Southeastern News

Southeastern ranks seventh nationally in graduating Native American students

DURANT, Okla. – Southeastern Oklahoma State University continues to rank among the nation’s leaders in producing Native American graduates.

According to the latest rankings by Diverse Issues In Higher Education, Southeastern is seventh in the nation for graduating Native American students (baccalaureate) in all disciplines combined.

The University is number one in the Occupational Safety & Health field, and  number two in three other areas – Chemistry; Health, Physical  Education,  and Recreation;  and Communication.

Southeastern also ranks in the top 10 nationally in a number of other disciplines, including Marketing, Liberal and Applied Studies, Accounting, Psychology, Education,  all business-related programs,  and Computer Science and Computer Information Systems.

On the graduate level, Southeastern is top-ranked in Occupational Safety & Health, second in Health, Physical Education,  & Recreation, and 20th in all disciplines combined.

Approximately 30% of Southeastern’s current enrollment is comprised of Native American students.

Listed below are Southeastern’s programs that correspond to the top 10 rankings on the latest Diverse Issues in Higher Education list:

Baccalaureate

1 – Occupational Safety & Health
2 — Chemistry
2 – Health & Physical Education, Recreation
2 — Communication
3 — Marketing
3 — Liberal and Applied Studies
4 — Accounting
4 — Psychology
4 — Education
9 – Business programs – Accounting, Finance, Management, Marketing, General Business
9 — Computer Science and Computer Information Systems

Graduate (Master’s)

1 – Occupational Safety & Health
2 – Sports Studies and Athletic Administration

 

Source: Diverse: Issues In Higher Education analysis of U.S. Department of Education reportssubmitted by institutions.

 

Open House held for Native American Collection & Commons at Southeastern

DURANT, Okla. – An open house for the new Native American Collection & Commons in the Henry G. Bennett Memorial Library was held Tuesday at Southeastern Oklahoma State University. The Collection houses historical government documents, pre-statehood and early statehood maps, Indian Territory newspapers and much more. Display items are from The Choctaw Nation of Oklahoma and the Chickasaw Nation. Funding for the Commons and Collection was made possible by the Title III, NASNTI Connect2Complete grant and Southeastern Oklahoma State University.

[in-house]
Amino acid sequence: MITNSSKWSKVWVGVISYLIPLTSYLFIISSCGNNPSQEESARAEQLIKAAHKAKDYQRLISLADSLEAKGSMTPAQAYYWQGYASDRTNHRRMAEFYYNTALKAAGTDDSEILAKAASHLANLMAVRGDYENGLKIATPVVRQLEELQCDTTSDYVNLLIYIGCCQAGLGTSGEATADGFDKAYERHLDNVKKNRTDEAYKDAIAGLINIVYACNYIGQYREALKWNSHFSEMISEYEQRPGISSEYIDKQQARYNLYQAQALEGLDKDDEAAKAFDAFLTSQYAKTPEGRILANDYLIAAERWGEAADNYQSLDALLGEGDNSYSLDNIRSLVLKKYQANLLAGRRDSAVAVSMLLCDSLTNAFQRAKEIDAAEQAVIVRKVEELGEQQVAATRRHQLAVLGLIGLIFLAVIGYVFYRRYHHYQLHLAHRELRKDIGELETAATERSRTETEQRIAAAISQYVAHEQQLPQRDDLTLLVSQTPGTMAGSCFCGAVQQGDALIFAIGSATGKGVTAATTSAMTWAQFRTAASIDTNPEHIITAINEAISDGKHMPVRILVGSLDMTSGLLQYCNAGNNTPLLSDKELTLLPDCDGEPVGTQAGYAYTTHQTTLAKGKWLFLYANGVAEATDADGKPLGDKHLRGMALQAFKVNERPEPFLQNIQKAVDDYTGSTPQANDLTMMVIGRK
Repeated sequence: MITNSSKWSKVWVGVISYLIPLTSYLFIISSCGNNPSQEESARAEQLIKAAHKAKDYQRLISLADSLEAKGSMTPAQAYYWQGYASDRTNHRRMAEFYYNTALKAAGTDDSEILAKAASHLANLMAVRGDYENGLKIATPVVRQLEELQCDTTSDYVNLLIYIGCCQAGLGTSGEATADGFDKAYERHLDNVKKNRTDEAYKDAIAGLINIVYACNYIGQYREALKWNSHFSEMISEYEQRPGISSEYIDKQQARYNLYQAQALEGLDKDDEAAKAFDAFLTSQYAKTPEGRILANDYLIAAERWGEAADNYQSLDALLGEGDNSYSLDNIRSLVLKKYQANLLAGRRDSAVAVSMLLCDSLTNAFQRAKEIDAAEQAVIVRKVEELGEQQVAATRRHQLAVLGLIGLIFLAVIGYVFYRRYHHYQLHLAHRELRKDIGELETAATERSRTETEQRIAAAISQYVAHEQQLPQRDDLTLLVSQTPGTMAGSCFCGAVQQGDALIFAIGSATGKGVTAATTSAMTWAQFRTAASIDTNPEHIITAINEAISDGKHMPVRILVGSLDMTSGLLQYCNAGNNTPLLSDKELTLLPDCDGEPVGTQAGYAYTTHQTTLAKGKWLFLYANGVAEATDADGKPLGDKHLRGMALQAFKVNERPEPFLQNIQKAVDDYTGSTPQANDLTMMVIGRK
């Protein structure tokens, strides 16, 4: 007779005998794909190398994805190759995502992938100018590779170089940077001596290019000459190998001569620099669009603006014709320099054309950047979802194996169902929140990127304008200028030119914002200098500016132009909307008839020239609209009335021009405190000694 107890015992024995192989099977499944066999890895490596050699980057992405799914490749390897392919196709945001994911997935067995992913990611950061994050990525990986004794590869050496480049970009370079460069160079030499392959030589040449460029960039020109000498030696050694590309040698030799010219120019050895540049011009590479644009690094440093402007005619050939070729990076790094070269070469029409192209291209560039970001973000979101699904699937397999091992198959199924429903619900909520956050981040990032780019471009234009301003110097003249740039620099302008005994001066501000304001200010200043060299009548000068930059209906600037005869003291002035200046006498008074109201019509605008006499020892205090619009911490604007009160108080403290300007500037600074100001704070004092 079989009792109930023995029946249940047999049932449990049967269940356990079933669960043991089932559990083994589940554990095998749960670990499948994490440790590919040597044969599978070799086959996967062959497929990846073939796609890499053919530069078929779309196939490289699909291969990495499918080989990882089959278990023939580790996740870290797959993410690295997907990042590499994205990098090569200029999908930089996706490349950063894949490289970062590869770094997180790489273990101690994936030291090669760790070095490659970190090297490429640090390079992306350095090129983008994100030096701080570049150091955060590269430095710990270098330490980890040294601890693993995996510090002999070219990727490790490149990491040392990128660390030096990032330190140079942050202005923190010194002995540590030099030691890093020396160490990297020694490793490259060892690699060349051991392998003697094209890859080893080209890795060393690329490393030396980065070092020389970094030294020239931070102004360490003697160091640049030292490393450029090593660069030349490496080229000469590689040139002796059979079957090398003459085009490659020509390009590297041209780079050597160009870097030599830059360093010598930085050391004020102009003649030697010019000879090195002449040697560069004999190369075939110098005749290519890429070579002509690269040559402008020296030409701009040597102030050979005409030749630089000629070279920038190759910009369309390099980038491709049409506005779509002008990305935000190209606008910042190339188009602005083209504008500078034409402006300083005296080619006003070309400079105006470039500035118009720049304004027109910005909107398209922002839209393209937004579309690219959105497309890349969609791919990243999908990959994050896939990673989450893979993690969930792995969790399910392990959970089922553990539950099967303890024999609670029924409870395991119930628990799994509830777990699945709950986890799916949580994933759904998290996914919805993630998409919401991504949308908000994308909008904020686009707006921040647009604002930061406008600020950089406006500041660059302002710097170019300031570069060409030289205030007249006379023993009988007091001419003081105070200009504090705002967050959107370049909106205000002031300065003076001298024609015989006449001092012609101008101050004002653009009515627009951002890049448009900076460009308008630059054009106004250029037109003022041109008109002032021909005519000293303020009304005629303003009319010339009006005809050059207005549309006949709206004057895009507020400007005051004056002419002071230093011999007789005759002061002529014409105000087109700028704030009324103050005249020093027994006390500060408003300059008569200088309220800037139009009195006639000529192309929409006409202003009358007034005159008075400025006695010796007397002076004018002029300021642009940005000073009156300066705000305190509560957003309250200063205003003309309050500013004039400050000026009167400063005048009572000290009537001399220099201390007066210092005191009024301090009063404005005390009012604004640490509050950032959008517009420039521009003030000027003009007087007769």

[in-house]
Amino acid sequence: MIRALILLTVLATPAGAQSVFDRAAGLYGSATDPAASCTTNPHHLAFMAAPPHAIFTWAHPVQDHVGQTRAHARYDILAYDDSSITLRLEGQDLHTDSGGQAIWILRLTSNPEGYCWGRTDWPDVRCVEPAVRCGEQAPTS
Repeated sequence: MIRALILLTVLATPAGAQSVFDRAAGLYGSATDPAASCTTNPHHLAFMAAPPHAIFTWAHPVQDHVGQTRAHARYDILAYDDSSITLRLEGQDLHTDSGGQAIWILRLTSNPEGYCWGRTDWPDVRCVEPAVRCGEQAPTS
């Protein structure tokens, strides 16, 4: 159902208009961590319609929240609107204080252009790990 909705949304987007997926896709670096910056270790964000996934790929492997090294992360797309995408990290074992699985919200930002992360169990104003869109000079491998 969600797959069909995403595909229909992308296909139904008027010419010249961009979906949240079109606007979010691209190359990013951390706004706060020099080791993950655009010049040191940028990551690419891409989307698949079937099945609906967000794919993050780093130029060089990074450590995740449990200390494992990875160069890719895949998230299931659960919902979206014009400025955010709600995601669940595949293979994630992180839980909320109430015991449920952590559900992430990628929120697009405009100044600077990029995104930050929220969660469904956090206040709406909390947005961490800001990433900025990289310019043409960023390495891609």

NA Library PanoNA Library-2

SE Live/Native American Visitation Day scheduled for February 5

DURANT, Okla. – Southeastern Oklahoma State University has scheduled the SE Live Open House and Native American Visitation Day for Wednesday, February 5, on the Durant campus.

Registration begins at 8:15 a.m., with the Welcome Session beginning at 9 a.m. in Montgomery Auditorium.

Native American Visitation Day allows students the opportunity to learn about Native American benefits, attend a class on Native American studies, and play a traditional game of stickball.

High school seniors and juniors, along with their parents and families, are

invited to experience life as a student at Southeastern during SE Live Open House.

More than 250 students attended the event this past fall.

“Students who come to SE Live will get the chance to attend college classes, meet current students, and really experience what life is like as a Southeastern student,” said Southeastern recruiter Hope Zachary.

Highlights include programs on Scholarships and Financial Aid, Southeastern Traditions, Residence Life, and Life as a Student Athlete. Campus tours will be offered throughout the day.

In the afternoon, students will have the opportunity to visit Eaker Field, home of the award-winning Southeastern Aviation Program.

Choir and band students will have a chance to rehearse with those programs and audition for music scholarships in the fall.

Entertainment throughout the day will be provided by performing groups from Southeastern, including the Sparks Dance Team, Cheer Squad, Emalea Hudgens, and the True Blue Ambassadors.

All students attending the event will receive an SE Sackpack and one free lunch ticket. Lunch is sponsored by Durant’s First United Bank.

To view an event schedule, get directions and register, go online to www.SE.edu/SELive or contact the Admissions and Recruitment Office at 580-745-2060.

RUSO Impact Report Shows Nearly All Grads Stay in State

OKLAHOMA CITY – More than 90 percent of all Oklahoma regional university graduates stay in the state after receiving their diploma, a number greater than the Oklahoma higher education average. The Regional University System of Oklahoma recently reported this and other 2013 results at its annual legislative briefing. The event was to inform legislators and higher education officials of the cumulative efforts and impact of the state’s largest four-year system.

The Regional University System of Oklahoma is made up of six regional universities: East Central University, Northeastern State University, Northwestern Oklahoma State University, Southeastern Oklahoma State University, Southwestern Oklahoma State University, University of Central Oklahoma and 10 satellite locations.

Richard Ogden, chairman of the Board of Regents, Regional University System of Oklahoma, said the institutions fill an educational gap not provided by Oklahoma research universities or community colleges. The universities are designed to provide access to students who need to stay near their home communities or cannot attend farther away due to job, family or financial circumstances.